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Labeling Points on a 2-D graph

Paul G. Tratnyek tratnyek at ese.ogi.edu
Fri Oct 11 12:19:14 EST 1996

> Is anyone aware of a program (preferably freeware or shareware)
> which will allow you to label the points of a 2-D graph?

The original post may have been about a more challenging question, than
what most of the replies seemed to be dealing with. For example, where you
plot height vs weight for 200 people and you want to label each point with
the persons name, so you can easilly track outliers.

I just submitted a paper that contains a lot of this type of thing. We were
plotting rate constants for a chemical reaction (x) for a dozen different
chemicals (y, category variable), and we wanted to label each point with
the reference from which the value came. We also tried "labelled" the
points with the value of some third variable like initial concentration of
the chemical reactant.

One does NOT want to be adding this information in a drawing program, and
best not in the drawing mode in a plotting program either. Usually when you
do see plots like the the ones I described above they were done in one of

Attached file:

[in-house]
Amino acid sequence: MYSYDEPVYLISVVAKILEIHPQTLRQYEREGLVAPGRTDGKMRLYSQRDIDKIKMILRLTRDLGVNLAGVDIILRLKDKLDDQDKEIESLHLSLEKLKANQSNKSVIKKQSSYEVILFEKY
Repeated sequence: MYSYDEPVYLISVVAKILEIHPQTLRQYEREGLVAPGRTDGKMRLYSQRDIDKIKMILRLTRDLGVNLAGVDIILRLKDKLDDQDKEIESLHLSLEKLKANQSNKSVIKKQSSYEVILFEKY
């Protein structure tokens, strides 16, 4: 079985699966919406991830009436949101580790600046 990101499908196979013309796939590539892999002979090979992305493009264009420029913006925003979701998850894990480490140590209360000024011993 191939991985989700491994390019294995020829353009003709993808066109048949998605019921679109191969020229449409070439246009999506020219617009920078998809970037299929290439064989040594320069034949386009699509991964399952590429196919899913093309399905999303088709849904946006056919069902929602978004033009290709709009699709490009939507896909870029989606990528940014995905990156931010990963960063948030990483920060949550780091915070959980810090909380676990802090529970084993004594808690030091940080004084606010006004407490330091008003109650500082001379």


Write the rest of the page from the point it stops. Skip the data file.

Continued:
the very large full-featured (main frame) statistics programs like SAS, S,

However, the with the last major release of Igor Pro (Version 3), you can
do most of these pseudo 3D data analysis plots very nicely, and still have
all the other advantages Igor offers. (number crunching, programming,
graphics control, etc.).

Basically, what Igor does is allow you to mark the points of a set of xy
data pairs with markers that reflect a third variable. That variable can be
a column of text data, or it can reflect a numberical variable in terms of
things like marker color, size, etc. You can assign a exotic font and mark
you points with special (or goofy) characters of your choice.

The only serious limitation I have found so far, is that you can't move
these markers individually. So, if there are lots of data, there's no way
to move the labels out of each other's way. To do this, I go back to what
we did before Igor Pro 3.0, which was to run a macro that creates a tag to
go with each point. The tag is a graphic object assigned to the coordinates
of each point individually. Then you can just drag them around till the
look nice and don't interfere with one another. Igor remembers the offset
and applies it if you should ever rescale the plot.

Needless to say, Igor is not freeware or shareware, but you get what you
pay for...   P. Tratnyek, Oregon Graduate Institute

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